Some of you who are bigger bike-tech geeks than I (and not surprisingly, that's a lot of you) have already read about this:
SRAM to launch 10 speed MTB group
Rant mode on...
-If you want something to be lighter, stronger, and more reliable, you generally avoid making it more complicated. Why not put 7 or 8 speeds on, with super thin lightweight cogs and chain, and reduce the width of the cassette, allowing us to build a stronger rear wheel at the same time?
-In the same vein, the system will apparently (according to CN.com, anyway) be a 2x10 setup. Now, if you want a lightweight drivetrain, which do you think would work better:
1. Subtract the granny gear (maybe 35g with bolts). Your lowest gear is now 29-30x34
2. Keep the granny gear and use a ROAD CASSETTE AND (triple) DERAILLEUR. This will save a solid 150g, or more (depending on the exact cassette and derailleur), and provides a super tight gearing setup for those who want closely spaced gears. Best of all, you've got a 22x23/25/27, depending on the road cassette you pick. And less derailleur cage flopping around on the back, too.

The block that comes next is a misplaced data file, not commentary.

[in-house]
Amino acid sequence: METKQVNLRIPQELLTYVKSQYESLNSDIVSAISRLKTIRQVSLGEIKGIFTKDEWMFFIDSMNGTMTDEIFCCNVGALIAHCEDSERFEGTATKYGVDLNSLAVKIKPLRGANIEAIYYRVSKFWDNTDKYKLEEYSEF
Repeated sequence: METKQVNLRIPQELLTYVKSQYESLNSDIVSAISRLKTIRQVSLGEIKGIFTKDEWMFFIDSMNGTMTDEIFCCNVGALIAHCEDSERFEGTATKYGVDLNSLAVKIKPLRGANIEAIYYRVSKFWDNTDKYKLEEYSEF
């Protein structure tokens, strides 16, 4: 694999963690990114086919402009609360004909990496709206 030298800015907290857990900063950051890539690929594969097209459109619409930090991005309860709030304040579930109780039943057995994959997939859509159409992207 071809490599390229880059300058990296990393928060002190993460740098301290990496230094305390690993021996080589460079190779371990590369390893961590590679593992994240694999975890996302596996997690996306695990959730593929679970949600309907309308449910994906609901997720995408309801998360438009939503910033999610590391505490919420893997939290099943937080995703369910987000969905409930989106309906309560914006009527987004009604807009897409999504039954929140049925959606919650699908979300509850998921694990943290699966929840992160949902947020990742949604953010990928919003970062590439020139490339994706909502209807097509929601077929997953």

-I've seen a decent number of bent large cogs and plenty of broken chains on 9 speed - I can't wait to see how an even thinner set of cogs and chain will hold up. Brilliant!
-Nothing like making the rear shifting even more finicky and susceptible to small cable tension probems.
-Did anyone really notice much when we went from 8 speed to 9 speed (or 9 to 10 on the road)? I certainly didn't start crushing my old record times or winning races... funny.
So to sum up: 10 speed is stupid. But people will probably buy it anyway, just like they'll buy the Campy 11 speed nonsense. Unless they can't afford a $4k grouppo on their streetcorner pencil-selling gig. Which is looking more and more likely as a career for lots of us these days...